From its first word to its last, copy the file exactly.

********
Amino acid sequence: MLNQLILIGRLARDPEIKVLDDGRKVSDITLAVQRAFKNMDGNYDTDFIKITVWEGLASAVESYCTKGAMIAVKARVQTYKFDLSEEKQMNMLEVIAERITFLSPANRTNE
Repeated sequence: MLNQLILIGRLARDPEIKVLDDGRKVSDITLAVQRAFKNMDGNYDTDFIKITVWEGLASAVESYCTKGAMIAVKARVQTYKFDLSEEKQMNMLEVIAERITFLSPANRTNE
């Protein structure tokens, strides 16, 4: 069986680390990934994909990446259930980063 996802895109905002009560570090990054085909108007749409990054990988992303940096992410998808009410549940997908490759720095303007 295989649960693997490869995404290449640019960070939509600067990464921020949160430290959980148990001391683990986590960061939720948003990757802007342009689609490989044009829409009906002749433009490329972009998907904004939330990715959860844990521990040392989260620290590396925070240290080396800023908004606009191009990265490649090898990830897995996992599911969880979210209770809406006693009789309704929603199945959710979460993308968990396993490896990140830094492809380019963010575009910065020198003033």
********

Amino acid sequence: MLNQLILIGRLARDPEIKVLDDGRKVSDITLAVQRAFKNMDGNYDTDFIKITVWEGLASAVESYCTKGAMIAVKARVQTYKFDLSEEKQMNMLEVIAERITFLSPANRTNE
Repeated sequence: MLNQLILIGRLARDPEIKVLDDGRKVSDITLAVQRAFKNMDGNYDTDFIKITVWEGLASAVESYCTKGAMIAVKARVQTYKFDLSEEKQMNMLEVIAERITFLSPANRTNE
């Protein structure tokens, strides 16, 4: 069986680390990934994909990446259930980063 996802895109905002009560570090990054085909108007749409990054990988992303940096992410998808009410549940997908490759720095303007 295989649960693997490869995404290449640019960070939509600067990464921020949160430290959980148990001391683990986590960061939720948003990757802007342009689609490989044009829409009906002749433009490329972009998907904004939330990715959860844990521990040392989260620290590396925070240290080396800023908004606009191009990265490649090898990830897995996992599911969880979210209770809406006693009789309704929603199945959710979460993308968990396993490896990140830094492809380019963010575009910065020198003033």